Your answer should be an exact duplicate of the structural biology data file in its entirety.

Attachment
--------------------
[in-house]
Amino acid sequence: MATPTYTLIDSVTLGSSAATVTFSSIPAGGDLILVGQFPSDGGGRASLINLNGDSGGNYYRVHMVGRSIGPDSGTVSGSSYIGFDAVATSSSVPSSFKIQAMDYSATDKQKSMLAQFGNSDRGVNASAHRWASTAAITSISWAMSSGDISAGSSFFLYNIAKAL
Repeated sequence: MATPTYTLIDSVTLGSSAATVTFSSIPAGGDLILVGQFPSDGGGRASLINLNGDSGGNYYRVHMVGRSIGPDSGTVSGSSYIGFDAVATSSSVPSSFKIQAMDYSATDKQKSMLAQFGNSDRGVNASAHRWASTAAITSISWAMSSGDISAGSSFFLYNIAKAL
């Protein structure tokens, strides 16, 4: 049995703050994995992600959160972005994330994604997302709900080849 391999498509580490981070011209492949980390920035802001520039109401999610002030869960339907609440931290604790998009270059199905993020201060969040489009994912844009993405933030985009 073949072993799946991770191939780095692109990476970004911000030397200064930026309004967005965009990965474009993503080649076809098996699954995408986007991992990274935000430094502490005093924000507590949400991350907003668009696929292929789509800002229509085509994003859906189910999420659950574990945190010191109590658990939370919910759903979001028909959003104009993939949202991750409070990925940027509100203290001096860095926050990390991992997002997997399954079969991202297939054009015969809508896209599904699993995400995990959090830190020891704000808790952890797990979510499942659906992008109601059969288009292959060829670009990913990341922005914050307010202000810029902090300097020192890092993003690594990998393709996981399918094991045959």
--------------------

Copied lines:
[in-house]
Amino acid sequence: MATPTYTLIDSVTLGSSAATVTFSSIPAGGDLILVGQFPSDGGGRASLINLNGDSGGNYYRVHMVGRSIGPDSGTVSGSSYIGFDAVATSSSVPSSFKIQAMDYSATDKQKSMLAQFGNSDRGVNASAHRWASTAAITSISWAMSSGDISAGSSFFLYNIAKAL
Repeated sequence: MATPTYTLIDSVTLGSSAATVTFSSIPAGGDLILVGQFPSDGGGRASLINLNGDSGGNYYRVHMVGRSIGPDSGTVSGSSYIGFDAVATSSSVPSSFKIQAMDYSATDKQKSMLAQFGNSDRGVNASAHRWASTAAITSISWAMSSGDISAGSSFFLYNIAKAL
């Protein structure tokens, strides 16, 4: 049995703050994995992600959160972005994330994604997302709900080849 391999498509580490981070011209492949980390920035802001520039109401999610002030869960339907609440931290604790998009270059199905993020201060969040489009994912844009993405933030985009 073949072993799946991770191939780095692109990476970004911000030397200064930026309004967005965009990965474009993503080649076809098996699954995408986007991992990274935000430094502490005093924000507590949400991350907003668009696929292929789509800002229509085509994003859906189910999420659950574990945190010191109590658990939370919910759903979001028909959003104009993939949202991750409070990925940027509100203290001096860095926050990390991992997002997997399954079969991202297939054009015969809508896209599904699993995400995990959090830190020891704000808790952890797990979510499942659906992008109601059969288009292959060829670009990913990341922005914050307010202000810029902090300097020192890092993003690594990998393709996981399918094991045959």